He thinks it is shocking that Verizon had to pay $130 billion to buy out Vodafone’s 45% share of Verizon Wireless. It makes sense only because “modern telecom is less about high capital investments and far more a game of territorial control, strategic alliances, services, and marketing, than of building a fixed infrastructure.” Verizon must be assuming that Vodafone’s high profit margins will continue but that is only possible if the cellular telephone market in the U.S. has already succumbed to the market failure known as monopoly.

This blog post does not describe the focus of the paper, which argues against an assumption by many industry analysts that telecommunications companies should charge based on usage instead of charging a flat fee. The numbers, which are a mere excerpt, are useful because once again, Odlyzko is warning the industry that it has its numbers wrong, and the last time Odlyzko had the numbers right and the telecommunications industry got its numbers wrong, telecommunications investors lost $1 trillion.

Alexander Goldman is a recent graduate of Brooklyn Law School, and recently passed the New York Bar Examination. He worked at ISP-Planet and ISPCON, was Chief Analyst for CTI’s American Recovery and Reinvestment Act grants, and had internships at the Federal Communications Commission and the Internet Division of the NY State Attorney General. At Brooklyn Law School, he was a Trade Secrets Fellow and won CALI awards in Contracts and Antitrust.

BroadbandBreakfast.com accepts commentary from informed observers of the broadband scene. Please send pieces to commentary@broadbandcensus.com. The views reflected in Expert Opinion pieces do not necessarily reflect the views of BroadbandBreakfast.com and Broadband Census LLC.

An Active Debate Over Whether Wireless Broadband Must Also Play Under Net Neutrality Rules

in Broadband's Impact/FCC/Net Neutrality/Wireless by

WASHINGTON, September 29, 2014 – Whether or not mobile Internet providers will be subject to the same net neutrality rules as wired broadband providers has become an increasingly prominent factor in the current debate over net neutrality rules.

IMG_20140419_192311

The proposal laid out by the Federal Communications Commission in May would only be applicable to wired internet service providers, although the Commission did ask for public comments about what to do on the subject of mobile broadband. In its prior Open Internet Order of 2010, the FCC decided against including rules on wireless broadband. Instead, the agency said only that wireless providers could not block services directly competed with their own services.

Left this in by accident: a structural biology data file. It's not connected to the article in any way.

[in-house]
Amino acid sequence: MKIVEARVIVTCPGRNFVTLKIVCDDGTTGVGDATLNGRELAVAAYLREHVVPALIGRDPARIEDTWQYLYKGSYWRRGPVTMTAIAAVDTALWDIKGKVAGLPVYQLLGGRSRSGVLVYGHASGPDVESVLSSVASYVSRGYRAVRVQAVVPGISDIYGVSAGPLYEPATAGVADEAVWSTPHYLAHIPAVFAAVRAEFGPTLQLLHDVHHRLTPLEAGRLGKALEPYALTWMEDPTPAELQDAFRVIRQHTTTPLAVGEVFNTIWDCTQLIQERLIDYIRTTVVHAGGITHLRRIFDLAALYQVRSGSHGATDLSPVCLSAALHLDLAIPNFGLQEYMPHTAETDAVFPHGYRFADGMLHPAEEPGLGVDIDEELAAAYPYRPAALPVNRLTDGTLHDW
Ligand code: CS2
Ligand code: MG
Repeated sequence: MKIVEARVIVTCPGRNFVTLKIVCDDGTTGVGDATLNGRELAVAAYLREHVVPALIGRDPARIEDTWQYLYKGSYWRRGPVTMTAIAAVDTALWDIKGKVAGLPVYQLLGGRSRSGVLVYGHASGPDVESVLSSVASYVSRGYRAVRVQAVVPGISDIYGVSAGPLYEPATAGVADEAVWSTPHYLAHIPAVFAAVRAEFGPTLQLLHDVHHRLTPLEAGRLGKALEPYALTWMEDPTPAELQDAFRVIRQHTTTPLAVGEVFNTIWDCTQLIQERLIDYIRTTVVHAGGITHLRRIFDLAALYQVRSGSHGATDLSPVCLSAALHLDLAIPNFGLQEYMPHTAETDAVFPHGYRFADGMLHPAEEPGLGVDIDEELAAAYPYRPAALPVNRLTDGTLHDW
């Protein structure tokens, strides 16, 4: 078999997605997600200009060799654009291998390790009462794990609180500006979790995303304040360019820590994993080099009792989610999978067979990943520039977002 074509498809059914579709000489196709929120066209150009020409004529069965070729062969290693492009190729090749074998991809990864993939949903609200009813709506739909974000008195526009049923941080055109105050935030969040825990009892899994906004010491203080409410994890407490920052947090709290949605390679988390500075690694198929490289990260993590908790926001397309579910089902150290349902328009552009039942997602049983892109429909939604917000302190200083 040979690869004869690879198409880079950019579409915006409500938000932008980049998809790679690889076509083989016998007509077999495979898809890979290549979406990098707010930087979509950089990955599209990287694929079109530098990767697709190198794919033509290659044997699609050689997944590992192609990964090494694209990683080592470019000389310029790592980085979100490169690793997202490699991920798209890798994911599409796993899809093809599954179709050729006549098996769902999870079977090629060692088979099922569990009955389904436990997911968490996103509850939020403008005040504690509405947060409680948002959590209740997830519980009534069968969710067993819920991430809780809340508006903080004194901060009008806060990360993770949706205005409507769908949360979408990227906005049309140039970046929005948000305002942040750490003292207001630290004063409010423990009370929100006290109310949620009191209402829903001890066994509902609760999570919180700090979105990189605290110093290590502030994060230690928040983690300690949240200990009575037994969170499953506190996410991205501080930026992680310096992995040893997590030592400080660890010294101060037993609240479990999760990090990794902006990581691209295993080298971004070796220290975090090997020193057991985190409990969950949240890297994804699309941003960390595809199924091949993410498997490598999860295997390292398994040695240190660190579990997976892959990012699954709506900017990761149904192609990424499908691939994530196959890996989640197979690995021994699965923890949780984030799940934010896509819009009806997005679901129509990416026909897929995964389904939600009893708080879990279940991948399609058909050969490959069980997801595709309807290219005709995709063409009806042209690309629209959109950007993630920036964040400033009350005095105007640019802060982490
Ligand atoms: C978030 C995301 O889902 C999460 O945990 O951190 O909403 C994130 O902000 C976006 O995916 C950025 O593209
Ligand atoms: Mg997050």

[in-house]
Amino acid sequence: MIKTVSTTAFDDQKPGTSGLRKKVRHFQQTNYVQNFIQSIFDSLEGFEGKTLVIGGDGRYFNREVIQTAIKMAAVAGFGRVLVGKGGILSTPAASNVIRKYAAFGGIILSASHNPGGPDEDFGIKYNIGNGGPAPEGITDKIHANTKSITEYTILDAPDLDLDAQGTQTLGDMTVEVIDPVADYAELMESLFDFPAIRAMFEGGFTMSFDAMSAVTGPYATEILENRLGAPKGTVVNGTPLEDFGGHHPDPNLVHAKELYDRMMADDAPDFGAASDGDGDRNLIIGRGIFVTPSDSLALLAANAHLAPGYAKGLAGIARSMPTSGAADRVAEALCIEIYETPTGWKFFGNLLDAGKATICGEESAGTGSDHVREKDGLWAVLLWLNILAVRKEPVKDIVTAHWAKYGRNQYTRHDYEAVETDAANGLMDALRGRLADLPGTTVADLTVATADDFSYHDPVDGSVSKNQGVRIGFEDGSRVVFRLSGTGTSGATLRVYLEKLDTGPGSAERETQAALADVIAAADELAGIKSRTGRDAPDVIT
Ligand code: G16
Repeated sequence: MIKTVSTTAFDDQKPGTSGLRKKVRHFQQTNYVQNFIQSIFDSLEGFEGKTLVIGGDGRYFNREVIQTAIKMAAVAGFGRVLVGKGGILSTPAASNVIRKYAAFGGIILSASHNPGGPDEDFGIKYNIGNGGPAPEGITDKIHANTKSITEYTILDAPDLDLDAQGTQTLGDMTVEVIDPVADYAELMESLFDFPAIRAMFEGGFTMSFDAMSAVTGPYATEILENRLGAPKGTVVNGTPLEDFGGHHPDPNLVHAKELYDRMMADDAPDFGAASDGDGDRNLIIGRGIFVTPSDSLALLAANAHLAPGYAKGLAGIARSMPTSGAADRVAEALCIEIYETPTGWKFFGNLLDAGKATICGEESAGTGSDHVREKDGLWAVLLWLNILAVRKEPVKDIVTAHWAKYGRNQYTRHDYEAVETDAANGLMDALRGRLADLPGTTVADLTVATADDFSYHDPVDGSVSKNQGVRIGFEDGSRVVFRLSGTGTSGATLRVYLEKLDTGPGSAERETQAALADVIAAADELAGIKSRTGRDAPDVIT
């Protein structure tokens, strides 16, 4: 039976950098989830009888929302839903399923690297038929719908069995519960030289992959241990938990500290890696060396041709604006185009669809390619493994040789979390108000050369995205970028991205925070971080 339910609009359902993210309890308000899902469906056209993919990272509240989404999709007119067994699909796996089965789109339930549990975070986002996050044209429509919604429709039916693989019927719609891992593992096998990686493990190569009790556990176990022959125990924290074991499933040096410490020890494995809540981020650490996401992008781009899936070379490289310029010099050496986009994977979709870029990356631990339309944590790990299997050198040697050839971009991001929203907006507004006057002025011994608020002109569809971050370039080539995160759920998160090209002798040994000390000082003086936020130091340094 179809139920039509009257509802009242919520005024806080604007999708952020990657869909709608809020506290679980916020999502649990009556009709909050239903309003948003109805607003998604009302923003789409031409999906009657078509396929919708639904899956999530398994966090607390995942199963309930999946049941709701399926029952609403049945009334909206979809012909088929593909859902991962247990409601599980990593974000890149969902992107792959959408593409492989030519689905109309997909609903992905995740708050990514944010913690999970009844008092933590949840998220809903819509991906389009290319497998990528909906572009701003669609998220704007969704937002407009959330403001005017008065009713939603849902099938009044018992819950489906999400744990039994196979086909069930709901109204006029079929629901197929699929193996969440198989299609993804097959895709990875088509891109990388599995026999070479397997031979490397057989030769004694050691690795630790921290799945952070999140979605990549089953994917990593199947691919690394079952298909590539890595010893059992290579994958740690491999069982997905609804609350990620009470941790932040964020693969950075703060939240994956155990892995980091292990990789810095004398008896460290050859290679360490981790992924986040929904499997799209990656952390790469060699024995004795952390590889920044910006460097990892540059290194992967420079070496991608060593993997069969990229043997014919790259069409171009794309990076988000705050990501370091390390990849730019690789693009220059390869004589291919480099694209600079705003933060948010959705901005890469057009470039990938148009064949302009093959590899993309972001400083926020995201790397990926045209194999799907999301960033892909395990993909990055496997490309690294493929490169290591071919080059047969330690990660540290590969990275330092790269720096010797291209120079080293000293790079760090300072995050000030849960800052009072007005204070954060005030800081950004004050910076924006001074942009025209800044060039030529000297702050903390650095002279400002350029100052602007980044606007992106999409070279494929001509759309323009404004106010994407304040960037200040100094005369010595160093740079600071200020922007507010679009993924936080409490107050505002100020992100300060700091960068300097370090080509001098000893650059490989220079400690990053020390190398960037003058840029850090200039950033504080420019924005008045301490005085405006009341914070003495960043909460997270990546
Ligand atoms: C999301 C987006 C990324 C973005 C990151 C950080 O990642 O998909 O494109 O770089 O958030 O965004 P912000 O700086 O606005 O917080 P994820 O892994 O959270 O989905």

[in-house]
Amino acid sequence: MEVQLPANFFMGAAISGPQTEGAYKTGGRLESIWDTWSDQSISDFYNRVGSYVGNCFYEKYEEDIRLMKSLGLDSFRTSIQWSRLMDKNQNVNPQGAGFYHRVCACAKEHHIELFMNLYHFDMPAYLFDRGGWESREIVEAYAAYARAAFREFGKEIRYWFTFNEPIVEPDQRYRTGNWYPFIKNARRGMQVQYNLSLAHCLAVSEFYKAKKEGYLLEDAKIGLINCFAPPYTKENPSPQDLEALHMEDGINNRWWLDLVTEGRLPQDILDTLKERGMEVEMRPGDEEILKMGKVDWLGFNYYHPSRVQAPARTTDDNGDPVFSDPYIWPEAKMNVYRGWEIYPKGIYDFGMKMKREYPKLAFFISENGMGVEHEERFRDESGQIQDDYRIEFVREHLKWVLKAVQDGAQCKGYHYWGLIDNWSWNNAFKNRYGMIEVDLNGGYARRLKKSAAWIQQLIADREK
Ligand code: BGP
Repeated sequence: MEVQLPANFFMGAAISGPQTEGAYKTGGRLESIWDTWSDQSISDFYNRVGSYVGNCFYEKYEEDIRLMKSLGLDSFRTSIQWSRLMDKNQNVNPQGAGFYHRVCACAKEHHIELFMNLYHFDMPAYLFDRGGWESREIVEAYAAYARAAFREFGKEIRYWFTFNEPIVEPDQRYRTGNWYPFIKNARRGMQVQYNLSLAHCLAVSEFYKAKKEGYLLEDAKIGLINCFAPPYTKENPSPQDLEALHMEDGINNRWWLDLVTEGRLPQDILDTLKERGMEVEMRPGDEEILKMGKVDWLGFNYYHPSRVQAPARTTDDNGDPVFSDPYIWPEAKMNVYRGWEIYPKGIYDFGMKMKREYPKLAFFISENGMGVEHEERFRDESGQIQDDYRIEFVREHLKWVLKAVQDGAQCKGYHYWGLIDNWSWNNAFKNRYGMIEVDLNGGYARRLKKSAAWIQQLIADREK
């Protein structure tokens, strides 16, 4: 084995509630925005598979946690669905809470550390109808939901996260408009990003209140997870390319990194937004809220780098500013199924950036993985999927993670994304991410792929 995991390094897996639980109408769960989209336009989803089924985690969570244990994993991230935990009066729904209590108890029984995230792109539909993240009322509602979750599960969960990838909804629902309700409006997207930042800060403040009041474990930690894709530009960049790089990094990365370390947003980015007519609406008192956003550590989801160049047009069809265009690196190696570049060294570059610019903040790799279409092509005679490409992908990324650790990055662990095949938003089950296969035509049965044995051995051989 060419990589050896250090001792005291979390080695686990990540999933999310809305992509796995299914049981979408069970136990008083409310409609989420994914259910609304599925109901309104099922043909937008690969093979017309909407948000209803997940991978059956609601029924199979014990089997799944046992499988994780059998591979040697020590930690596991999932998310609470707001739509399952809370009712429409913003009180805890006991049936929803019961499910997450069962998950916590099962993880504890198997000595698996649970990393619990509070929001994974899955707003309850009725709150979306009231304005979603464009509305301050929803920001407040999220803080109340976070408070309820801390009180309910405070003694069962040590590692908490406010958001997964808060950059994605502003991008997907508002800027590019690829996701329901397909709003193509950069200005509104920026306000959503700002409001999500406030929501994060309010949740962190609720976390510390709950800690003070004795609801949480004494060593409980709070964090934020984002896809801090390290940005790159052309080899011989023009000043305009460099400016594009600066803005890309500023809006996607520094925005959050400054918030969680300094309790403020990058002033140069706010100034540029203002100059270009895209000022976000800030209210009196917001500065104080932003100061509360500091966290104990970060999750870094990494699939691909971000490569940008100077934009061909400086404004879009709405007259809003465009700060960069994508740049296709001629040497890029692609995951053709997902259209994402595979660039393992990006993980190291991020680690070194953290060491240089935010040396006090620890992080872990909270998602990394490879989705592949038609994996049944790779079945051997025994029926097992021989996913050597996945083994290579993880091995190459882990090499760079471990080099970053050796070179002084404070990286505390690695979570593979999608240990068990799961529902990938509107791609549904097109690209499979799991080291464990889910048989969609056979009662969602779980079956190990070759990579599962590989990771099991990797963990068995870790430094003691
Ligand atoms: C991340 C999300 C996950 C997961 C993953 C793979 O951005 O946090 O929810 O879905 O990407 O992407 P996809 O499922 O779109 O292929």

Now many technology companies, plus consumer and advocacy groups, have voiced their support for wireless services being covered by net neutrality rules.

FCC Chairman Tom Wheeler highlighted Microsoft’s comments in his speech at CTIA this year: “There is no question that mobile broadband access services must be subject to the same legal framework as fixed broadband access services.”

Google – which opposed including wireless services under net neutrality four years ago – this year switched sides regarding wireless inclusion in net neutrality: “These rules should apply regardless of whether you’re accessing the internet using a cable connection, a wireless service, or any other technology.”

Many in the wireless industry are nervous about new net neutrality rules. Meredith Baker, CEO of the wireless industry association CTIA, said that different rules should govern wired and wireless broadband. She made these comments both in her speech at the GSMA Mobile 360 summit on September 22 and in comments made in June. Wireless companies have continued to argue against this “platform parity” since “mobile broadband depends on public airwaves known as spectrum, which is a finite commodity with limited capacity,” said The New York Times.